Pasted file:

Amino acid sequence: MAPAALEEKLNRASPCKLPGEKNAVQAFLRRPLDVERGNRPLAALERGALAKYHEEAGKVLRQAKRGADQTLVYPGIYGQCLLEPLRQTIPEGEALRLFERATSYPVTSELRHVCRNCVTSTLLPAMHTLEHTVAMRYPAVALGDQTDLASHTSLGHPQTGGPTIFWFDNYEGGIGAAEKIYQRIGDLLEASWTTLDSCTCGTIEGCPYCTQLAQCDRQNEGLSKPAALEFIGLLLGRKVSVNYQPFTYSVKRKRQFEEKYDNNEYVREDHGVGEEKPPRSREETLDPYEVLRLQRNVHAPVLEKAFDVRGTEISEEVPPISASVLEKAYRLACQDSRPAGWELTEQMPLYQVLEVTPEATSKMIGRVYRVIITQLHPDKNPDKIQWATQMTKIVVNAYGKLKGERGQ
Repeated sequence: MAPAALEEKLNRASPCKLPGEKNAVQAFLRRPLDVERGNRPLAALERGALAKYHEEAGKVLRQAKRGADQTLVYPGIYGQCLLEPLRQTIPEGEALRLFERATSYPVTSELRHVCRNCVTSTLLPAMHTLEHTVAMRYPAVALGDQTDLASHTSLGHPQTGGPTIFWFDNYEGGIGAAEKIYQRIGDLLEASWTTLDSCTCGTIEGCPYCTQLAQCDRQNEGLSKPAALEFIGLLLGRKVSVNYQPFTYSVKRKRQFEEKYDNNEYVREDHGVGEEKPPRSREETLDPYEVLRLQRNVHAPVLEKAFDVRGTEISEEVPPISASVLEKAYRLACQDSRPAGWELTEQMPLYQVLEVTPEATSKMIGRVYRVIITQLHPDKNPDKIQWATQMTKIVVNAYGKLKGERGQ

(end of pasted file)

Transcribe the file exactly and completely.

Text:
Amino acid sequence: MAPAALEEKLNRASPCKLPGEKNAVQAFLRRPLDVERGNRPLAALERGALAKYHEEAGKVLRQAKRGADQTLVYPGIYGQCLLEPLRQTIPEGEALRLFERATSYPVTSELRHVCRNCVTSTLLPAMHTLEHTVAMRYPAVALGDQTDLASHTSLGHPQTGGPTIFWFDNYEGGIGAAEKIYQRIGDLLEASWTTLDSCTCGTIEGCPYCTQLAQCDRQNEGLSKPAALEFIGLLLGRKVSVNYQPFTYSVKRKRQFEEKYDNNEYVREDHGVGEEKPPRSREETLDPYEVLRLQRNVHAPVLEKAFDVRGTEISEEVPPISASVLEKAYRLACQDSRPAGWELTEQMPLYQVLEVTPEATSKMIGRVYRVIITQLHPDKNPDKIQWATQMTKIVVNAYGKLKGERGQ
Repeated sequence: MAPAALEEKLNRASPCKLPGEKNAVQAFLRRPLDVERGNRPLAALERGALAKYHEEAGKVLRQAKRGADQTLVYPGIYGQCLLEPLRQTIPEGEALRLFERATSYPVTSELRHVCRNCVTSTLLPAMHTLEHTVAMRYPAVALGDQTDLASHTSLGHPQTGGPTIFWFDNYEGGIGAAEKIYQRIGDLLEASWTTLDSCTCGTIEGCPYCTQLAQCDRQNEGLSKPAALEFIGLLLGRKVSVNYQPFTYSVKRKRQFEEKYDNNEYVREDHGVGEEKPPRSREETLDPYEVLRLQRNVHAPVLEKAFDVRGTEISEEVPPISASVLEKAYRLACQDSRPAGWELTEQMPLYQVLEVTPEATSKMIGRVYRVIITQLHPDKNPDKIQWATQMTKIVVNAYGKLKGERGQ